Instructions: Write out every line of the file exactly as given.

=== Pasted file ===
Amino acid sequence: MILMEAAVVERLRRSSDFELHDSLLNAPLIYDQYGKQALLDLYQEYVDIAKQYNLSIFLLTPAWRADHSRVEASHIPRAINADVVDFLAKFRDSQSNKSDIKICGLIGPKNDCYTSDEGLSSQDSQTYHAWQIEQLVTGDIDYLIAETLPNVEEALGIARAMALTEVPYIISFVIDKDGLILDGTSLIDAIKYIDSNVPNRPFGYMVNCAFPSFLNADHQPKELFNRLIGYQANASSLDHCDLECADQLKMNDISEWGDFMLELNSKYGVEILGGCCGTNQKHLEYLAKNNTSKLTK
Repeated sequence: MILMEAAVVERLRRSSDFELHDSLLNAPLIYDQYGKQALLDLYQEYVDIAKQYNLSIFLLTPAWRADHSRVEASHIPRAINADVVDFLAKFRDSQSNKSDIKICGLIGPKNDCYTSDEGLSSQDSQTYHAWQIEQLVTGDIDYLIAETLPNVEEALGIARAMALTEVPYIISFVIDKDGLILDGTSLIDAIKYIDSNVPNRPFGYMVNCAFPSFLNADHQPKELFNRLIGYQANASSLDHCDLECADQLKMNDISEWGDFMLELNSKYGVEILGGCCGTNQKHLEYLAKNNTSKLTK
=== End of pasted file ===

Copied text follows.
Amino acid sequence: MILMEAAVVERLRRSSDFELHDSLLNAPLIYDQYGKQALLDLYQEYVDIAKQYNLSIFLLTPAWRADHSRVEASHIPRAINADVVDFLAKFRDSQSNKSDIKICGLIGPKNDCYTSDEGLSSQDSQTYHAWQIEQLVTGDIDYLIAETLPNVEEALGIARAMALTEVPYIISFVIDKDGLILDGTSLIDAIKYIDSNVPNRPFGYMVNCAFPSFLNADHQPKELFNRLIGYQANASSLDHCDLECADQLKMNDISEWGDFMLELNSKYGVEILGGCCGTNQKHLEYLAKNNTSKLTK
Repeated sequence: MILMEAAVVERLRRSSDFELHDSLLNAPLIYDQYGKQALLDLYQEYVDIAKQYNLSIFLLTPAWRADHSRVEASHIPRAINADVVDFLAKFRDSQSNKSDIKICGLIGPKNDCYTSDEGLSSQDSQTYHAWQIEQLVTGDIDYLIAETLPNVEEALGIARAMALTEVPYIISFVIDKDGLILDGTSLIDAIKYIDSNVPNRPFGYMVNCAFPSFLNADHQPKELFNRLIGYQANASSLDHCDLECADQLKMNDISEWGDFMLELNSKYGVEILGGCCGTNQKHLEYLAKNNTSKLTK